A new play reveals something a lot of people may not know about New York City's Central Park - people used to live there. And in the 1850s, a predominantly black community was forced to move from the land. NPR's Hansi Lo Wang reports on that history and the story it's inspired on stage. And we should note, too, that there's some offensive language here.

HANSI LO WANG, BYLINE: It was called Seneca Village, though no one knows for sure if it was named after the Roman philosopher or the Native American nation. We do know about 300 people called it home beginning in the 1820s. There were some Irish and German immigrants but mainly free African-Americans. Cynthia Copeland is one of the lead researchers of the site with the Seneca Village Project. She says its residents were targeted with insults and newspapers including racial slurs.

CYNTHIA COPELAND: They literally called them tramps, squatters, thieves, lowlifes. They referred to Seneca Village as [expletive] village.

WANG: The New York Times described them as stubborn insects. Copeland says it was part of a smear campaign to help justify destroying people's property using eminent domain to make way for what would become the most visited city park in the country. She found evidence of Seneca Village on the park's west side.

COPELAND: And let's see if we can still see one of our surveyor marks on the tree.

WANG: Copeland scans a pine tree on a dusty field. A few years ago, this is where she and some archaeologists carefully excavated - guided by old maps, title deeds and census records. They found shards of porcelain, a small leather shoe and a stone foundation.

COPELAND: There were churches here. There were schools here. There were two and three-story framed houses. That's why this is an incredible story. This is a story of early land ownership by African-Americans.

KEITH JOSEF ADKINS: All right. So why don't we just start at the top again and just keep working through it?

WANG: Actors at Premiere Stages at New Jerseys' Kean University are now retelling the story of Seneca Village, in a new play called "The People Before The Park." It's set a few years after New York lawmakers approved taking over the private property. In one scene, a shoe merchant tries to convince a young neighbor to pressure the city to pay them more to leave their homes.

(SOUNDBITE OF PLAY, "THE PEOPLE BEFORE THE PARK")

KIM DAVIS: (As Jonas Van Cleef) When Papa returns, I'll tell him you paid a visit.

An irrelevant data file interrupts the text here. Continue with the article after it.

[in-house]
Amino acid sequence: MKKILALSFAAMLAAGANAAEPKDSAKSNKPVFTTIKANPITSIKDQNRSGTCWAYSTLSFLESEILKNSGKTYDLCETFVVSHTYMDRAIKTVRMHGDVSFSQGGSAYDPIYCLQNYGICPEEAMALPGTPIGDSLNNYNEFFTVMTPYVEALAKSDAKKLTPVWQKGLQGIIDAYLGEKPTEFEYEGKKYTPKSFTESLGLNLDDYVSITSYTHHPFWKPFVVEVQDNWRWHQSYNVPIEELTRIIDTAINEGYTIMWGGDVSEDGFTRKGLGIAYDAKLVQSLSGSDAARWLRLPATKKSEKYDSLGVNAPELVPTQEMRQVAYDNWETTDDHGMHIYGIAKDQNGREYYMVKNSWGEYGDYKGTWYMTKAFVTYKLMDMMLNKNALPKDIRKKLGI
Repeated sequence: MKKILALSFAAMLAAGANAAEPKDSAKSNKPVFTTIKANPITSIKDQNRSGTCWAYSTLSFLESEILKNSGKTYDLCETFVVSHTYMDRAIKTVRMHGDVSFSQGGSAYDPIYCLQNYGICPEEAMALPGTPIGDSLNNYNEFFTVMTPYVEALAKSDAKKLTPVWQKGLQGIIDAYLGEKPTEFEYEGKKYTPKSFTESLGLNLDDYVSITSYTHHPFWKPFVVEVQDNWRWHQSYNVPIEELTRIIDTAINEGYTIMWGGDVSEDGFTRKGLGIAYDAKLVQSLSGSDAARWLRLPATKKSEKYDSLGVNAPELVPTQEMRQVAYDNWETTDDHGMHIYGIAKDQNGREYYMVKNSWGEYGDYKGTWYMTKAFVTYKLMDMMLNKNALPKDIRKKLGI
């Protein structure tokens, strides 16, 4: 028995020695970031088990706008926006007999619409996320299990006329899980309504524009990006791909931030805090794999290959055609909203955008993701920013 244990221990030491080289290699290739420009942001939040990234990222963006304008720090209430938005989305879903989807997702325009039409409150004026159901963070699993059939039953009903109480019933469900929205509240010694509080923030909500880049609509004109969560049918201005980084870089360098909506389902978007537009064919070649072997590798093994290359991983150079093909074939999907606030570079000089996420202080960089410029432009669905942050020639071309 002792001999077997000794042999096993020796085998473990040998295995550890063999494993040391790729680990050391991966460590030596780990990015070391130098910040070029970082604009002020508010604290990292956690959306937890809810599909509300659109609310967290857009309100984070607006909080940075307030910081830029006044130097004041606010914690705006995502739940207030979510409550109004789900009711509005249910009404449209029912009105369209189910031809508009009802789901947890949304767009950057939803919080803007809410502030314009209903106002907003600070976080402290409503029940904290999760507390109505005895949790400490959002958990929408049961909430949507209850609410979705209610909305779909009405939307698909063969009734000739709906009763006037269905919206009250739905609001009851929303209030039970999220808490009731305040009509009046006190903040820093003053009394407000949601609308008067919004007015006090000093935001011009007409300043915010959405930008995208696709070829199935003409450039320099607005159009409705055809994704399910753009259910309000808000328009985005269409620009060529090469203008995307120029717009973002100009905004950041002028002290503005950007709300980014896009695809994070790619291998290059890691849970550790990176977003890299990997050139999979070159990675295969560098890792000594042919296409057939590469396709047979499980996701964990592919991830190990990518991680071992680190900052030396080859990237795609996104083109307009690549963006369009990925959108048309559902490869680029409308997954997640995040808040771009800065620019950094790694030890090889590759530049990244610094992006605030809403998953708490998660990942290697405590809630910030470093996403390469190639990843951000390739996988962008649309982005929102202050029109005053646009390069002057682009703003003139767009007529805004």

TAYLOR: (As Marion Lewis) Jonas, this is urgent. This is our home, a safe place.

WANG: Keith Josef Adkins wrote the play. He says that Seneca Village was an important refuge for many black residents from the racism of 19th-century life in New York.

ADKINS: It meant that they would be free to go about life the way they wanted -wake up, do whatever they want, go to sleep, you know? Just to have a simple, peaceful life.

WANG: Adkins created fictional characters based on his research on the community. The play's main character is a 42-year-old oysterman and a New Yorker going back six generations. His name is Stephen Van Cleef, and he lives with his son Jonas in a one-story house with a porch. His wife has gone missing and he's worried she'll never find them again if they leave Seneca Village.

(SOUNDBITE OF PLAY, "THE PEOPLE BEFORE THE PARK")

BILLY EUGENE JONES: (As Stephen Van Cleef) I'm not going anywhere, all right? Not selling, not going - full value or not.

WANG: Later in the play's last scene, he's confronted outside his home by a police officer with a billy club. Actor Billy Eugene Jones plays the role of Stephen Van Cleef. He says audiences can assume his character does eventually leave because after all - spoiler alert -

JONES: You know, Central Park is there. And so there is no kind of waiting mystery, like, I wonder if they're going to build a park.

WANG: Still, the play offers moments of tension between neighbors, lovers, parents and their children. Jones says it's a chance to meet people whose stories have been forgotten.

JONES: Somehow, somebody found a piece of paper. Somehow, somebody found patterns of stone in Central Park, and they said oh, wow, what was this? And then people started to have these people live again.

WANG: This time on stage. "The People Before The Park" is premiering tonight. I'm Hansi Lo Wang, NPR News, New York. Transcript provided by NPR, Copyright NPR.